KASAMA Vol. 12 No. 2 / April-May-June 1998 / Solidarity Philippines Australia Network
Coni Ledesma & Luis G. Jalandoni, member and chair respectively of the NDFP Negotiating Panel.
Coni Ledesma and Luis Jalandoni in Baguio City
FRANK CIMATU of NORTHERN DISPATCH interviewed CONI LEDESMA and LUIS JALANDONI during their visit to Baguio City this year. The following is a compilation from two articles that appeared in NORDIS on May 16, 1998
BAGUIO CITY (NORDIS) - She is known by many in the Left as Sister Stella L. but Coni Ledesma brushed this innuendo aside.
"I have not even seen the movie," Lesdema said of the popular and influential Mike de Leon movie about the rites of passage of a militant nun played by Vilma Santos.
"I met with Pete Lacaba (the movie's script writer) and he didn't tell me about it," she said. "All I know is that it was a composite of different nuns. I can not take the solo credit."
If "Sister Stella L" was wholly based on former Sister Coni L's life, the storyline would have been far more radical, literally and figuratively. Ledesma was already an activist nun during the turbulent end of the 1960s. She was a founding member of Christians for National Liberation, the underground organization for subversive priests and nuns.
In August 1972, Ledesma was captured and detained for almost a year. She was released with the intercession of the Catholic bishops and the National Council of Churches in the Philippines.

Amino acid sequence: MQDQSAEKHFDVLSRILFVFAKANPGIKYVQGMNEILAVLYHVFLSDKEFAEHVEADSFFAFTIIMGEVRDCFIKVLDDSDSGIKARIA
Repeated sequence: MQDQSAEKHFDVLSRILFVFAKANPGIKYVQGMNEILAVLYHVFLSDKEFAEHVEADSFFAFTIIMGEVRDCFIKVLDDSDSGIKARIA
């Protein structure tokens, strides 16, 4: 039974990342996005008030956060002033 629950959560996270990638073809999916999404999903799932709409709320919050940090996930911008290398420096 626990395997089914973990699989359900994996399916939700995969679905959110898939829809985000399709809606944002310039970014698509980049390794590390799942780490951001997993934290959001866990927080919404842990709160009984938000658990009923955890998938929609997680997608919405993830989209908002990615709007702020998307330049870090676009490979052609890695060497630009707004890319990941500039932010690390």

In 1976, she began international work for the National Democratic Front. In the same year, she married Louis Jalandoni, himself a former Catholic priest before becoming one of the leaders of the NDF. The couple, who had their 25th wedding anniversary last month, were married by Jaime Cardinal Sin.
They migrated to the Netherlands and were the first Filipinos to be granted political asylum in that country. They have a 22-year-old son, Jose, who is now taking up law at the University of Amsterdam.
Ledesma is now a member of the NDF negotiating panel and a member of the reciprocal working committee for human rights and international humanitarian law. She is also the international representative of Makibaka, an underground feminist organization.
She recalls with fondness the "language restructuring" they've been having with the government panel which insists on not giving the NDF an equal stature even in the field of semantics.
Ledesma said the government was so extra careful in setting aside the NDF's "status of belligerency" that the NDF panel had to exhaust their thesaurus to come to terms with them. Instead of "prisoners of war", for example, the NDF had to come up with "persons deprived of their liberty for reasons of armed conflict". The "white flag of truce" was replaced by "flag of peaceful intentions", even if the flag remains white, Ledesma said. "Ceasefire" is now "suspension of military operations" and the "oppressed masses" is the "toiling masses".
Ledesma said it was their first time to really come back to the Philippines except for that very brief stint in 1986 with the failed talks between the government and the NDF. The couple had been going around the country giving talks and speaking with the so-called "toiling masses".